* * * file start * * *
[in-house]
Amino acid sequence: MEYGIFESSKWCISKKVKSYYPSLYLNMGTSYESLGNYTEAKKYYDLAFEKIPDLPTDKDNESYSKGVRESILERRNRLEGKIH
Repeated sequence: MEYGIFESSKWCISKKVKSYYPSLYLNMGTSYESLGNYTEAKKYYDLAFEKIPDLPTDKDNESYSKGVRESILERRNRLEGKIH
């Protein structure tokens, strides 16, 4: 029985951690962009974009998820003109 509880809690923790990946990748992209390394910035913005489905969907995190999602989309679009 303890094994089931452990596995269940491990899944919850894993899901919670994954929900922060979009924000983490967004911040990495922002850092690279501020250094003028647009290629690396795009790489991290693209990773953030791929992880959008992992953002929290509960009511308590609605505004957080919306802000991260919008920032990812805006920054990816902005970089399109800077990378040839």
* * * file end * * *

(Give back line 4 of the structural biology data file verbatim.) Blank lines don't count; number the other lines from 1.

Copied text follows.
């Protein structure tokens, strides 16, 4: 029985951690962009974009998820003109 509880809690923790990946990748992209390394910035913005489905969907995190999602989309679009 303890094994089931452990596995269940491990899944919850894993899901919670994954929900922060979009924000983490967004911040990495922002850092690279501020250094003028647009290629690396795009790489991290693209990773953030791929992880959008992992953002929290509960009511308590609605505004957080919306802000991260919008920032990812805006920054990816902005970089399109800077990378040839």